The eight mainstream crops covered in the assessment include apples, kiwifruit, avocados, blueberries, hops, hemp and CBD cannabis, hazelnuts and walnuts, potatoes, and wine grapes. . . 

MPI calls for proposals to research regenerative farming practices:

The Ministry for Primary Industries (MPI) is calling for proposals for projects that will investigate regenerative farming practices.

Funding for successful proposals is available through MPI’s Sustainable Food & Fibre Futures (SFF Futures) co-investment fund. The fund aims to have projects under way by mid-2021.

“There is increasing interest from farmers and the wider community about regenerative agricultural practices, but definitions for regenerative agriculture can vary dramatically,” says Steve Penno, MPI’s Director Investment Programmes.

“We’re looking to define what regenerative agriculture means from a New Zealand perspective, and develop a sound evidence base to test and confirm what works in our soils, climates, and farming systems.” . . 

Australian agriculture already where it needs to be – Georgie Somerset:

Against all the odds stacked against us – drought, floods, bushfires, COVID, and disruptions to international trade – Australian farmers produce world-class food and fibre for the rest of the country and the world to enjoy.

We do it by caring for our two greatest assets (besides our people): our land, and our livestock. To do otherwise undermines everything about farming itself.

We need our land kept in the best condition possible; we need happy, healthy animals to ensure we deliver the best quality produce. It doesn’t work, at least not very well, any other way.

As an industry, we have already reduced CO2 emissions, down more than 55 per cent since 2005, increased documented biosecurity plans for cattle properties, up from 25 to 90 per cent, achieved 99 per cent compliance with Australian standards for chemical residues, decreased our water usage, and improved the use of pain relief for livestock. . .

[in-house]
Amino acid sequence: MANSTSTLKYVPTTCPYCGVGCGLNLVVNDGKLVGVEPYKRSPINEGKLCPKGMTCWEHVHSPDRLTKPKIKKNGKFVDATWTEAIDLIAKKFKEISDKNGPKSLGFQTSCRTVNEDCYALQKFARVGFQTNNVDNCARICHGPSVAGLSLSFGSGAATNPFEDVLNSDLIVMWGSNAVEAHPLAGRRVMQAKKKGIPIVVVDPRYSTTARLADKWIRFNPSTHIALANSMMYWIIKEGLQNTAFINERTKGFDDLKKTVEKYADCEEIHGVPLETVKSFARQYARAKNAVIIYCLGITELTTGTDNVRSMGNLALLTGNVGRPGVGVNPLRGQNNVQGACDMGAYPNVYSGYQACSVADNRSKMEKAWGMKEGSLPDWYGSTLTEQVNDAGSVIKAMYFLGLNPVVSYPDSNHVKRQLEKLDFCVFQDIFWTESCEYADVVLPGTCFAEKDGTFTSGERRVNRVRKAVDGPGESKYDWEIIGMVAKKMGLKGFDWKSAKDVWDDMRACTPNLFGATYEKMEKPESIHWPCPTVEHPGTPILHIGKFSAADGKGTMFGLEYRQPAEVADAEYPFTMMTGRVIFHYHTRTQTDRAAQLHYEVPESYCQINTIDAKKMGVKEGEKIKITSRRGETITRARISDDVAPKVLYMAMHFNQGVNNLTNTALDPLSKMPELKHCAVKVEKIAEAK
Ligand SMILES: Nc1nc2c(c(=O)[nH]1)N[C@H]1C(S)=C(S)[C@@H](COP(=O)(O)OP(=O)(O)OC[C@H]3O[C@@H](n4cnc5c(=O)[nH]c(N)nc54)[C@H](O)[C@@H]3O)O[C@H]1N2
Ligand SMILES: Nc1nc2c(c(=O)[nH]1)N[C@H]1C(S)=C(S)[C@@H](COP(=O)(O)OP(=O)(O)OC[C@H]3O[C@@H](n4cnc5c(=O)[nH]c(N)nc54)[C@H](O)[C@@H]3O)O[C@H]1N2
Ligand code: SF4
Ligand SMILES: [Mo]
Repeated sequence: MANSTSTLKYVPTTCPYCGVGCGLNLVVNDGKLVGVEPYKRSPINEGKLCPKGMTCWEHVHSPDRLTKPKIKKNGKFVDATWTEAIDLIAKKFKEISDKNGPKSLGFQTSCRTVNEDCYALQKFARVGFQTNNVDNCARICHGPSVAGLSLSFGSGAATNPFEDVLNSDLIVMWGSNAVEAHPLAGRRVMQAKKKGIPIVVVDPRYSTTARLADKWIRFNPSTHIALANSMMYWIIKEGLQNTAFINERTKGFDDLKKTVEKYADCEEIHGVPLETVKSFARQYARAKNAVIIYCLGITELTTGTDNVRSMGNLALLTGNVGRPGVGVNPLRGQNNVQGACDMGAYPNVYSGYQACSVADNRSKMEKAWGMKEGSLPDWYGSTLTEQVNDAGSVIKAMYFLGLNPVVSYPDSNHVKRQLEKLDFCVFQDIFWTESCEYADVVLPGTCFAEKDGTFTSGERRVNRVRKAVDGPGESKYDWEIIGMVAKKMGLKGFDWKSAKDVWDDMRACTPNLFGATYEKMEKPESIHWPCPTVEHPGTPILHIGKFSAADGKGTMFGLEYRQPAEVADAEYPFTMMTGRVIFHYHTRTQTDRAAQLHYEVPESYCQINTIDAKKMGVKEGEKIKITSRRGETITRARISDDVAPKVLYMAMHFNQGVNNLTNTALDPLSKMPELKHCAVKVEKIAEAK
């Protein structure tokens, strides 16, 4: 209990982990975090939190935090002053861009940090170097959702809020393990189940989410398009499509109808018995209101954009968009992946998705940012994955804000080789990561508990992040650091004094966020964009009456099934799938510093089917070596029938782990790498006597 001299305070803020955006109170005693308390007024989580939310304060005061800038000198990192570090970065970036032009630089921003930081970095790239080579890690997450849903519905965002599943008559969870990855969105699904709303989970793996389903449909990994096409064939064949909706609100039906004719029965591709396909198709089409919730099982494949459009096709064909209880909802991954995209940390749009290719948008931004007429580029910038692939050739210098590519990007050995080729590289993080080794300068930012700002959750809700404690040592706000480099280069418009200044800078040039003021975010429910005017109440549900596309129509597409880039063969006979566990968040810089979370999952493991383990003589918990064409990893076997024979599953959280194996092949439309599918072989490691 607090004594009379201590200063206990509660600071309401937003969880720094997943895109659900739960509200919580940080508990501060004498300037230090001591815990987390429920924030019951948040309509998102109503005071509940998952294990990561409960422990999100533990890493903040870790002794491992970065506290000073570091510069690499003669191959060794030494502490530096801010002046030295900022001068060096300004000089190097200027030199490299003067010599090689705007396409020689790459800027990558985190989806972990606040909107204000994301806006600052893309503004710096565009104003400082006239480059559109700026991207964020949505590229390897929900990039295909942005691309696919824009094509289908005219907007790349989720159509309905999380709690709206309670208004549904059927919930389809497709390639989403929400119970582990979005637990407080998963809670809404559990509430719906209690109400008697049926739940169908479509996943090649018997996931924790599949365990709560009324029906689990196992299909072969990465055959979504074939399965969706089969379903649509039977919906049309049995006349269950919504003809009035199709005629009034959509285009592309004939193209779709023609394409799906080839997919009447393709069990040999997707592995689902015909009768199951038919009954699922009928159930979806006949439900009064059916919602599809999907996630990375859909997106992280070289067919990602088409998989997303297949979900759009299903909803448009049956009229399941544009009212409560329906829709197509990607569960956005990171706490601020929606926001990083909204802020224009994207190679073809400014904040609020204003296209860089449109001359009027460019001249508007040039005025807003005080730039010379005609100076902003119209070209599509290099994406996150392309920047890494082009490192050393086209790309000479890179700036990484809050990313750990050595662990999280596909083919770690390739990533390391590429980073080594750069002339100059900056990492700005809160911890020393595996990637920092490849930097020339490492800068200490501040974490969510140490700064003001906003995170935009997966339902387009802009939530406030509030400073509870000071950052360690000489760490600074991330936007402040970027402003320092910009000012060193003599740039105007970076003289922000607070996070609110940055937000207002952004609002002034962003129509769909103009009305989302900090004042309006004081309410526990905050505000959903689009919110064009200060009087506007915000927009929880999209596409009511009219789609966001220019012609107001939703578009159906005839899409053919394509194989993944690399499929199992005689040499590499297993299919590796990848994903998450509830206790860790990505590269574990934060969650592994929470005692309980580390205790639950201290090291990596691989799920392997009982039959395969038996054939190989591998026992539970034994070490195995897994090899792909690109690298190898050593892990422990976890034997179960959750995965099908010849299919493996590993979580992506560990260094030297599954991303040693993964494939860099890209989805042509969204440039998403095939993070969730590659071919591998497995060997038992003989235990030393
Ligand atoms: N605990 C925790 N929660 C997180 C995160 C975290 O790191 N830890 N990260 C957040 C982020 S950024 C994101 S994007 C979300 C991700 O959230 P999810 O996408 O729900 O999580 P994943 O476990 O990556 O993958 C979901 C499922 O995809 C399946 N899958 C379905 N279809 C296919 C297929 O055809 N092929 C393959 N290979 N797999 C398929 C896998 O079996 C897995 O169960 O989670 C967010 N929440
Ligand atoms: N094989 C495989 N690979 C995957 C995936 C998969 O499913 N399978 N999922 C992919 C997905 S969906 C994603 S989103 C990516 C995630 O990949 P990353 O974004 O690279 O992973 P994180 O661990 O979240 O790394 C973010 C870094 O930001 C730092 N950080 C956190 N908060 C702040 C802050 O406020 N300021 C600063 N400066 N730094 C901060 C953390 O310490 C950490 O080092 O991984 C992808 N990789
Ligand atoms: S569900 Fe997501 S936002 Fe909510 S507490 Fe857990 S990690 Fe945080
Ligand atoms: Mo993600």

Rural round-up

21/11/2020

European potato ‘dumping’ hurting– Toni Williams:

An influx of European potato fries into New Zealand has already impacted on domestic growers, with less product planned for growing and staff job losses.

Hewson Farms, in Mid Canterbury, grows on average around 350ha of potatoes a year as part of its operation. It grows a large tonnage for McCain Foods, but it also grows onions, wheat, ryegrass, clover, hybrid vegetable seed, seed carrots, beetroot, hybrid rape kale and linseed.

Director Ross Hewson said the influx of European fries into New Zealand, as shown in New Zealand trade figures, resulted in more than 40 containers of product flooding into the domestic market.

There was an even larger influx into Australia, he said. . . 

Lewis Road: a tale of two butters – NIkki Mandow:

The (true) story of how a former global advertising guru with a passion for making patisserie and a former international banker and property investor with a passion for dung beetles may just have produced that rare prize – a New Zealand value-add dairy export brand

Anyone shopping at the gourmet Central Market grocery store in Austin, Texas last year might have been surprised to know that the middle aged man handing them a slice of bread and butter to taste wasn’t a down-on-his-luck casual retail worker, but a high net worth Kiwi businessman on a mission to reform New Zealand dairy.